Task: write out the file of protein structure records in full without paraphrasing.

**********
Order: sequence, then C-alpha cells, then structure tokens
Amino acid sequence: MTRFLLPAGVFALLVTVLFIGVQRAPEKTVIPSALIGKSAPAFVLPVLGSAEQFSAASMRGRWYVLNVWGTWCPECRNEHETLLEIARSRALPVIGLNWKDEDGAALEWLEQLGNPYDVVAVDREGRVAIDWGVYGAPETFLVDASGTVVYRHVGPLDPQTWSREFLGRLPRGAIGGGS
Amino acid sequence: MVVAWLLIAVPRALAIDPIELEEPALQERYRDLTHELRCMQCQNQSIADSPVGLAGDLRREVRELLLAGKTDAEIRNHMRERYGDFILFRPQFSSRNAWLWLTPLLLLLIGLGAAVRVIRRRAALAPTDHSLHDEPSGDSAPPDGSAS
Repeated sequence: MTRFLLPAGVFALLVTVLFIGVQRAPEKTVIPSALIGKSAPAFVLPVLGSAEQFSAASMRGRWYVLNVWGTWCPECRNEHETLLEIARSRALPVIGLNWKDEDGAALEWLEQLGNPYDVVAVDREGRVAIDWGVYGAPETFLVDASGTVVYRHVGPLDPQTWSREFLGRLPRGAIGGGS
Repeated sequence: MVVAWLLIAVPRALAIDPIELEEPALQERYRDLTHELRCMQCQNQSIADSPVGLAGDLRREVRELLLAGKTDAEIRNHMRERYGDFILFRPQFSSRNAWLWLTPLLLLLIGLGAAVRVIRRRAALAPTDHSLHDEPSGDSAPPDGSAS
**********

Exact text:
Order: sequence, then C-alpha cells, then structure tokens
Amino acid sequence: MTRFLLPAGVFALLVTVLFIGVQRAPEKTVIPSALIGKSAPAFVLPVLGSAEQFSAASMRGRWYVLNVWGTWCPECRNEHETLLEIARSRALPVIGLNWKDEDGAALEWLEQLGNPYDVVAVDREGRVAIDWGVYGAPETFLVDASGTVVYRHVGPLDPQTWSREFLGRLPRGAIGGGS
Amino acid sequence: MVVAWLLIAVPRALAIDPIELEEPALQERYRDLTHELRCMQCQNQSIADSPVGLAGDLRREVRELLLAGKTDAEIRNHMRERYGDFILFRPQFSSRNAWLWLTPLLLLLIGLGAAVRVIRRRAALAPTDHSLHDEPSGDSAPPDGSAS
Repeated sequence: MTRFLLPAGVFALLVTVLFIGVQRAPEKTVIPSALIGKSAPAFVLPVLGSAEQFSAASMRGRWYVLNVWGTWCPECRNEHETLLEIARSRALPVIGLNWKDEDGAALEWLEQLGNPYDVVAVDREGRVAIDWGVYGAPETFLVDASGTVVYRHVGPLDPQTWSREFLGRLPRGAIGGGS
Repeated sequence: MVVAWLLIAVPRALAIDPIELEEPALQERYRDLTHELRCMQCQNQSIADSPVGLAGDLRREVRELLLAGKTDAEIRNHMRERYGDFILFRPQFSSRNAWLWLTPLLLLLIGLGAAVRVIRRRAALAPTDHSLHDEPSGDSAPPDGSAS